Tuesday, November 06, 2012

Faith Works 11-10

Faith Works 11-10-12

Jeff Gill


Thanksgiving, together



A week from tomorrow night, Nov. 18, in a number of locations around Licking County, church groups will be gathering together for a community Thanksgiving worship service.


These services are always ecumenical in nature, which means they don't do anything that might make it difficult for others to participate, so there's not communion served or creeds said or other things that might be more particular to one faith tradition or another.


In the Lakewood area, the churches around Hebron & Buckeye Lake will be meeting at First Community Church on Walnut Rd. at 7:00 pm.


The Granville Ministerium is having their service at First Presbyterian Church, on the four corners of the village, also at 7:00 pm.


And at 7:00 pm (there's a trend shaping up here), in Newark, the ministerial association is hosting a community Thanksgiving service at Trinity Episcopal Church, just east of Courthouse Square.


(If anyone knows anything about Utica or Pataskala area community Thanskgiving worship, let me know and I'll note it here next week!)


Usually, the service includes some scripture readings on the theme of giving thanks, hymns are sung "Come, Ye Thankful People Come" and "We Gather Together" (Thanksgiving has less music than Christmas, but what it has is really good), and the choirs get together beforehand and prepare an anthem they sing as one.


Then you have an offering, for groups like the Salvation Army, Habitat, the Food Pantry Network, or sometimes a special effort like a shoe recycling drive for third world water supplies. Finally, there's a sermon, and that frequently falls to the new guy or gal in the neighborhood.


Yep, I'm preaching for the Newark service!


The fun part of this for me is that I'm in the (I believe) unique position of having preached all three of the aforementioned annual services. And I've done the Newark Thanksgiving message before, when I was associate pastor at Newark Central, but that was a century ago. Well, in the last century, anyhow.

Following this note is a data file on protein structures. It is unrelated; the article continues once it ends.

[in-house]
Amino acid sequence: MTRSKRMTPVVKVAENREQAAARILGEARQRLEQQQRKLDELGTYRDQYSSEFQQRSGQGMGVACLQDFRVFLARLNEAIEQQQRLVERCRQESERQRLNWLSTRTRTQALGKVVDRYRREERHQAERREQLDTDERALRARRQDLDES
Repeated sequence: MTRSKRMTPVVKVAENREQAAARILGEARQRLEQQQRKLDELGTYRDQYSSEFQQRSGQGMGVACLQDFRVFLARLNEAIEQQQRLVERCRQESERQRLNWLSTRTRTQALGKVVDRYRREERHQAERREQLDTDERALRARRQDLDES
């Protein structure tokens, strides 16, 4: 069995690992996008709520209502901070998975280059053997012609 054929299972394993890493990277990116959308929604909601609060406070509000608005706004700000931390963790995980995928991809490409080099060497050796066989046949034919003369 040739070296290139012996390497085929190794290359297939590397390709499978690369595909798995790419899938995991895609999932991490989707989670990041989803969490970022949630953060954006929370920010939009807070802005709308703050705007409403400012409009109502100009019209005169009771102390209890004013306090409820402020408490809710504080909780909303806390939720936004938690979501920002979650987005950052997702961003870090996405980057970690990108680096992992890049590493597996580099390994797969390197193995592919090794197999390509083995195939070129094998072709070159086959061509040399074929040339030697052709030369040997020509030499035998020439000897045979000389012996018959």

Where I grew up, the ecumenical Thanksgiving service was a strong downtown tradition, but it was Wednesday night, and unlike many other gatherings in church life, there were usually more men than women. My mom occasionally came to sing with the joint choir, but more often she stayed home, as did many other mothers, doing last minute work on their preparations for Thursday. (They've since moved to the Sunday before, too.)


So my dad and I would go, to the Lutheran or the Methodist or the Presbyterian church building, with everything so familiar and yet so strange inside. And we would go down in the afternoon, before evening fell, in the years when it was at our Disciples of Christ congregation. The heavy old tables with finger-pinching legs, well-battered folding chairs, and rolling coat racks all had to be put in place downstairs, and then up in the sanctuary a little extra vacuuming, cobweb dusting, and neatening of the brochure racks, since company was coming.


I have years of Thanskgiving service sermons rattling around in my head, and they rustle together in an agreeable blur like commencement speeches, each with some unique qualities that stand out just a bit, but generally echoing one another in a reasonable commonality. Give thanks, with a grateful heart, for it could be worse; you could miss some good things wanting too much better, so be thankful for what you have; God has promised blessings enough for today, and more in the fullness of time, for which we could be, should be, must be . . . thankful.


And I think we are, mostly. We live in an era where it seems the whole of the marketplace conspires to make us discontented, to want what we don't have, always, and to consume without satisfaction: yet I hear most of us marveling at our good fortune compared to [insert your preferred comparison here], and ruefully commenting on what we'd like to have or do or be, while tending to end with "but I'm thankful, I really am."